The motivation for all 5 is money. That's not what makes it evil. What makes them evil is that they are interfering with the way the internet works. If it were a phone call, they would have been jailed. But for some reason, traffic on the internet is not yet considered private use of a communications network the way the phone network is.

Re:And it continues... (0)

Anonymous Coward | more than 2 years ago | (#37081226)

The motivation for all 5 is money. That's not what makes it evil.

I would say it is, the greed of corporate USA is the only driving force of practical every market segment. Even basic needs like health, food, education and sanitary have parasites draining money as fast as possible and still not satisfied. It is the same in any market, profit by any means is the order of the day. There is nothing you can do because the government is in on the action as well and most people are too ignorant to care.

Re:And it continues... (1)

cheekyjohnson (1873388) | more than 2 years ago | (#37081426)

Evil is whatever I say it is. Anyone who claims that it is something other than what I claim it is is factually incorrect (some magical being whose opinions override everyone else's for some reason told me that my morals are correct)!

Charter definitelly does something like that (3, Informative)

aeoo (568706) | more than 2 years ago | (#37080738)

I'm on Charter and I've most definitely been randomly redirected to Charter's internal search page for no good reason. The last example of this I definitely remember is when I tried to visit www.gimp.org and instead I was sent to Charter's search page. Charter's search then displayed www.gimp.org as one of the search results. When I clicked on the search result I was sent to www.gimp.org without any further issues. This tells me there is no technical difficulty at all, it's just a corrupt tactic being used by Charter to try to milk their customers (as if they need even more profits, as being being a one of the companies in a duopoly is just not good enough for them).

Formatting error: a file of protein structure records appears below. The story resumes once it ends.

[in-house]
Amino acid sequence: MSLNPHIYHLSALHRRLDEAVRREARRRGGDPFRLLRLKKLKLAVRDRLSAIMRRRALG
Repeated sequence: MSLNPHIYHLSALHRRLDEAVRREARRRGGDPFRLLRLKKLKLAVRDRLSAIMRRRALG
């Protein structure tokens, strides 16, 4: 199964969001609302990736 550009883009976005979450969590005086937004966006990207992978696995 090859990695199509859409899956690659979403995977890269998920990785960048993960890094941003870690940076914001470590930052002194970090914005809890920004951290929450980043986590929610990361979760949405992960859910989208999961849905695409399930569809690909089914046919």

Fuck everything about this practice.

Re:Charter definitelly does something like that (0)

Anonymous Coward | more than 2 years ago | (#37080870)

I'm on Charter and I've most definitely been randomly redirected to Charter's internal search page for no good reason. The last example of this I definitely remember is when I tried to visit www.gimp.org and instead I was sent to Charter's search page. Charter's search then displayed www.gimp.org as one of the search results. When I clicked on the search result I was sent to www.gimp.org without any further issues. This tells me there is no technical difficulty at all, it's just a corrupt tactic being used by Charter to try to milk their customers (as if they need even more profits, as being being a one of the companies in a duopoly is just not good enough for them).

Fuck everything about this practice.

I've run into that a number of times using built in search engines on various browsers, charter will hijack it. But it was a quick fix, some where towards the bottom of that page there should be an opt out button.

Re:Charter definitelly does something like that (3, Informative)

realityimpaired (1668397) | more than 2 years ago | (#37081046)

There's a more permanent fix... set your router to use Google's open DNS servers... Google is helping to redefine evil, but at least their DNS servers actually conform to standards and don't engage in these kinds of shenanigans.

Disagree on the order (-1)

Anonymous Coward | more than 2 years ago | (#37080750)

5: Improper NXDOMAIN handling
4: Clickstream Tracking
3: Ad Swapping
2: Affiliate Program Pumping
1: Rolling Over

"Affiliate Program Pumping" benefits my ISP without hurting me, and it "poisons the affiliate ecosystem". I'm not even sure if this counts as evil at all. It probably does for manipulating traffic, but tracking me is certainly worse. Count that as 5.

Ad swapping likewise doesn't hurt me and benefits my ISP, so the traffic manipulation is why it's bad and that's it. I filter ads anyway. It's #4 to me.